A Week of Flickr Explore

I've written before about how I'm intrigued by the mysterious Flickr Explore. It is supposed to be the most "interesting" 500 images on a given day. As one peruses the daily selections, it is certainly debatable whether a photo out there is truly interesting or if, more likely than not, the variables used by Flickr's software to select a photo just happen to fall into place in the right time frame. The number of views, "faves", comments, and the frequency of these things occurring in a given time span all seem to contribute to selection for the Explore pool of images.

Once an image pops into the Explore area, attention on an image can be greatly magnified. Views of new or recent postings may skyrocket. Typically I pick up a large group of new followers. Subsequent postings to Flickr may be propelled into the Explore area, riding on the coat tails of the first selected image as new followers view and apply "fave" tags to new images. This may continue for days. In my experience, it's always a short ride. Perhaps some fairness algorithm kicks in and Flickr moves on to another lucky contestant.

As I've said before, I don't do anything special to try and get my images into Flickr Explore. It is usually a curiosity to me when images are selected. A lot of times they are things that I found interesting (hence my posting) but not necessarily special or worthy of adulation. Such is the case the past week when the string of images above were all selected for Explore. I thought it was kind of neat that these were selected because these were all black and white film shots that I took on an outing to some nearby small towns a while back. About once a month or so, I revolt against the digital revolution and run out of the house with a film camera and a couple rolls of black and white film. These shots were all taken with circa 1952 Leica IIIF fitted with a 1938 Elmar 50mm lens. Nothing automatic about this setup. Manual focus, manual exposure. Only four simple controls: aperture, shutter speed, focus, shutter button. No computers, menus, or LCD/EVF displays to get between my vision and instincts.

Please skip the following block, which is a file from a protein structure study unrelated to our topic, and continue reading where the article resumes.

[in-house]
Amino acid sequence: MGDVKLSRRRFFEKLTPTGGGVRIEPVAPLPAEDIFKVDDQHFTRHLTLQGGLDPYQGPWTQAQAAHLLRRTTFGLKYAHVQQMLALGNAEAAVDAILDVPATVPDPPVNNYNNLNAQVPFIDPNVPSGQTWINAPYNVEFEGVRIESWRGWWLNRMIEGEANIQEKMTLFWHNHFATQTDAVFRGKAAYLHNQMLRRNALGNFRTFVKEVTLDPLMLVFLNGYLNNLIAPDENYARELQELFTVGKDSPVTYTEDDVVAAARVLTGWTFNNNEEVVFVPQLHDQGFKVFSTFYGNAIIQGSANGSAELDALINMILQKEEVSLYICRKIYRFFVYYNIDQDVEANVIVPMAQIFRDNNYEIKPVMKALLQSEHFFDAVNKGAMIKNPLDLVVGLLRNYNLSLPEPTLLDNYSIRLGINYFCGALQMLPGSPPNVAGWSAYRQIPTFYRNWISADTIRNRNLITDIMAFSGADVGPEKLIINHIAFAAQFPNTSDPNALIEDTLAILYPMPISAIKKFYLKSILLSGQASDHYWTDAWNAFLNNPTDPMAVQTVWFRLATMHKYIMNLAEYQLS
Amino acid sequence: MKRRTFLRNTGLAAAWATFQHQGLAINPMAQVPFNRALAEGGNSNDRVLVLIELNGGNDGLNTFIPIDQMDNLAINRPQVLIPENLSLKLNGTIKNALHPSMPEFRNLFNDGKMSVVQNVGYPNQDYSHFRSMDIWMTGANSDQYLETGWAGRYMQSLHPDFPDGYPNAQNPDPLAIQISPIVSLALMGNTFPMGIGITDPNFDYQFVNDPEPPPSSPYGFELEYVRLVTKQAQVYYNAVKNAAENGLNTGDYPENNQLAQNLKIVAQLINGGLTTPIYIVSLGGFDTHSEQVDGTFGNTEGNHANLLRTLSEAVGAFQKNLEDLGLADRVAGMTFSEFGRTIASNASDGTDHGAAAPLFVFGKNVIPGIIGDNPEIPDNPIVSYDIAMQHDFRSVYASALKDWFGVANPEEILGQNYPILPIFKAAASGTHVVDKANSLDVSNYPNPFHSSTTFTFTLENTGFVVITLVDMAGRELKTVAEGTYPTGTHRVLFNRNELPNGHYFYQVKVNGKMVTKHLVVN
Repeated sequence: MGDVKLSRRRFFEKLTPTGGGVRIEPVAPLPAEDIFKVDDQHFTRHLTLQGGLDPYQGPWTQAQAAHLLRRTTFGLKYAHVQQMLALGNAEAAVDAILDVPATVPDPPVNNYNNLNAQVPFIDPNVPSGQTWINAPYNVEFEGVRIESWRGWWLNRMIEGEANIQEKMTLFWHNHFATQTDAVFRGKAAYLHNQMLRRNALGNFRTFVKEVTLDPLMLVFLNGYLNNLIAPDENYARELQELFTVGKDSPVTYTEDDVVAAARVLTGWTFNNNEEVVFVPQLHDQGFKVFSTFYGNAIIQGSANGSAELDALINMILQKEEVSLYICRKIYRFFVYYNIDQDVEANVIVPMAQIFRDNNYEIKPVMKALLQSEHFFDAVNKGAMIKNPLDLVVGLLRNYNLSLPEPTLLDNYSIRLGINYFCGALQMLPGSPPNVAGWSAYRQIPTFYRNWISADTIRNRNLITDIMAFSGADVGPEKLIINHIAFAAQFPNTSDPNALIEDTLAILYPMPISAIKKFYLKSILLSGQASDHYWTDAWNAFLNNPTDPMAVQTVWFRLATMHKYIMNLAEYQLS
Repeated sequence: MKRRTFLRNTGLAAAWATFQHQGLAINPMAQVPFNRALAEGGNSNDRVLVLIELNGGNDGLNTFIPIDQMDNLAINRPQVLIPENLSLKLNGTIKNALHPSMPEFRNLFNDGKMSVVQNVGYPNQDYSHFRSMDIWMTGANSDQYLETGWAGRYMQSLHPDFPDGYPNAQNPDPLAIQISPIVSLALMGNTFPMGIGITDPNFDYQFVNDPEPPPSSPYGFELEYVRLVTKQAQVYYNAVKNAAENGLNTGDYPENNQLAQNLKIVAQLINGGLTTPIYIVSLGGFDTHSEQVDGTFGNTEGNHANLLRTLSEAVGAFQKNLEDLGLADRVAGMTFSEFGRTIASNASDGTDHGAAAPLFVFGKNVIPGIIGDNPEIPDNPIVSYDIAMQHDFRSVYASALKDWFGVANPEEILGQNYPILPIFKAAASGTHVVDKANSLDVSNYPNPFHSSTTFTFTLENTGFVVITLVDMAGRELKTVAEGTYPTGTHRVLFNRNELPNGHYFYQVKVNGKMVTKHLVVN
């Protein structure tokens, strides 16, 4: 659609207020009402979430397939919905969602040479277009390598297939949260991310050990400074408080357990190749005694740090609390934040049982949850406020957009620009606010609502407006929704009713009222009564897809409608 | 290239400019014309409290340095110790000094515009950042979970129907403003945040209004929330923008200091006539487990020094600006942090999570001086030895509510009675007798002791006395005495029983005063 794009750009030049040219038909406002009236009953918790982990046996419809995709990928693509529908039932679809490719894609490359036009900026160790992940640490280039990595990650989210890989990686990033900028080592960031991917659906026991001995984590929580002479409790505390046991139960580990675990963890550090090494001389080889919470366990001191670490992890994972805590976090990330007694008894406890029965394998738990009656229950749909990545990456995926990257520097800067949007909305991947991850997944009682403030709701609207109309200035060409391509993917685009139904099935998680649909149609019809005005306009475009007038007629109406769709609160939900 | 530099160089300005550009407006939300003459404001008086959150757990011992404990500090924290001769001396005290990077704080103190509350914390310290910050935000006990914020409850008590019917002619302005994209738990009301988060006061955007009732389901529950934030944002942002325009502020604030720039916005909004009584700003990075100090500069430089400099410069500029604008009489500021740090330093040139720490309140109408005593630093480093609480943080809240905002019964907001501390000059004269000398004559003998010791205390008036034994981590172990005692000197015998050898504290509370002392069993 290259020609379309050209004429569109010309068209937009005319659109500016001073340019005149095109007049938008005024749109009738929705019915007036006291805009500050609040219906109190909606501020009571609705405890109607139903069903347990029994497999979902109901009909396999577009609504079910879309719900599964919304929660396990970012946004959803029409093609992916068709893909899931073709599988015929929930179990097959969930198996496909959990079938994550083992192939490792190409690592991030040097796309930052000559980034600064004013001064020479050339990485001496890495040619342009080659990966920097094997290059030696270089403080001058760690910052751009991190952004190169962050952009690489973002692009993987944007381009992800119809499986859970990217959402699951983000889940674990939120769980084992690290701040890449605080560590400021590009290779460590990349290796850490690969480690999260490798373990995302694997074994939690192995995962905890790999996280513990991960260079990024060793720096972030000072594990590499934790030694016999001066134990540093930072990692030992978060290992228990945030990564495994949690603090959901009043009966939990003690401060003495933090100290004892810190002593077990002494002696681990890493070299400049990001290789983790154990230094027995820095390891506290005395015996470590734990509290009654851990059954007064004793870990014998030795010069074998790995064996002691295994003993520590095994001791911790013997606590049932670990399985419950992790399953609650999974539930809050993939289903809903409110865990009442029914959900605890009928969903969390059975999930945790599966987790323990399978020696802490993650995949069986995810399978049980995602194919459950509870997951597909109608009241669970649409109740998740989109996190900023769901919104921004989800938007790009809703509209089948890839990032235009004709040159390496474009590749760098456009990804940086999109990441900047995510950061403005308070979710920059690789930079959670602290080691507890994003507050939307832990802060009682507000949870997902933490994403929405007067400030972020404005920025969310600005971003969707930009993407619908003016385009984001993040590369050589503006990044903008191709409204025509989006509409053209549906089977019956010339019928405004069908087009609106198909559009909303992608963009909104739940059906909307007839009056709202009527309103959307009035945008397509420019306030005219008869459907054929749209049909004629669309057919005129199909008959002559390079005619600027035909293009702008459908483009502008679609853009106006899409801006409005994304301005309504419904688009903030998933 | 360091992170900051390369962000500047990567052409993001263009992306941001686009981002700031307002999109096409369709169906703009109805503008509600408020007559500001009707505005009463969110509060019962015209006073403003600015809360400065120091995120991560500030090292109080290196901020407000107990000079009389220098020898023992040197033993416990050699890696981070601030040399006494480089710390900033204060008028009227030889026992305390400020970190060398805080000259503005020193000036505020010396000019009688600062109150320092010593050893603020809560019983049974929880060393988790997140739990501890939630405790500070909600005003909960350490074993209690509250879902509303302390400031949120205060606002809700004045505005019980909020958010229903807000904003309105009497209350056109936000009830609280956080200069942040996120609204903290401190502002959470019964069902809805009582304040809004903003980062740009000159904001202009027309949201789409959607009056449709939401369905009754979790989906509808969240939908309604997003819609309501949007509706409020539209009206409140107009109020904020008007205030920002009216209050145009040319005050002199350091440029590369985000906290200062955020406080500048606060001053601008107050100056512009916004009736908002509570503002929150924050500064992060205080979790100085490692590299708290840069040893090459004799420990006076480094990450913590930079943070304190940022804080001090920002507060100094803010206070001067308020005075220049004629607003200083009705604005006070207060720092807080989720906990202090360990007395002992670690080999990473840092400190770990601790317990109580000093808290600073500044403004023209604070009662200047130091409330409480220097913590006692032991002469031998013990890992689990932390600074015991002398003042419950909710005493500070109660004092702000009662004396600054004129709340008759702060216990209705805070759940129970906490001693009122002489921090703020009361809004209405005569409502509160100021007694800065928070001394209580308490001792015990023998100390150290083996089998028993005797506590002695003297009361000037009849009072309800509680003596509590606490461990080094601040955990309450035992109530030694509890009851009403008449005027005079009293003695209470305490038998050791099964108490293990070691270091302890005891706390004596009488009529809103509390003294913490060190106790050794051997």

It felt good to have these images featured on Flickr's Explore - even if getting there probably had more to do with the algorithms of a software application than anything in particular about the images themselves. Still, the initial attention garnered from those who follow my Photostream was what triggered something in Flickr's computer brain. I guess some people can still appreciate film images in the digital age. That's a comforting thought.

My Photostream has a nice mountain size spike in activity for the previous week. Things are back to normal now. The brief bit of extra attention on my Flickr photos has ceased for the time being. Did anything change as a result? Nope. We're a distracted society. We glimpse and move on quickly to the next shiny object. The software we write behaves similarly, mimicking the minds of its creators. Popularity is fleeting and hardly worth pursuing in my opinion. I simply share what I enjoy and hopefully someone else out there finds enjoyment along with me.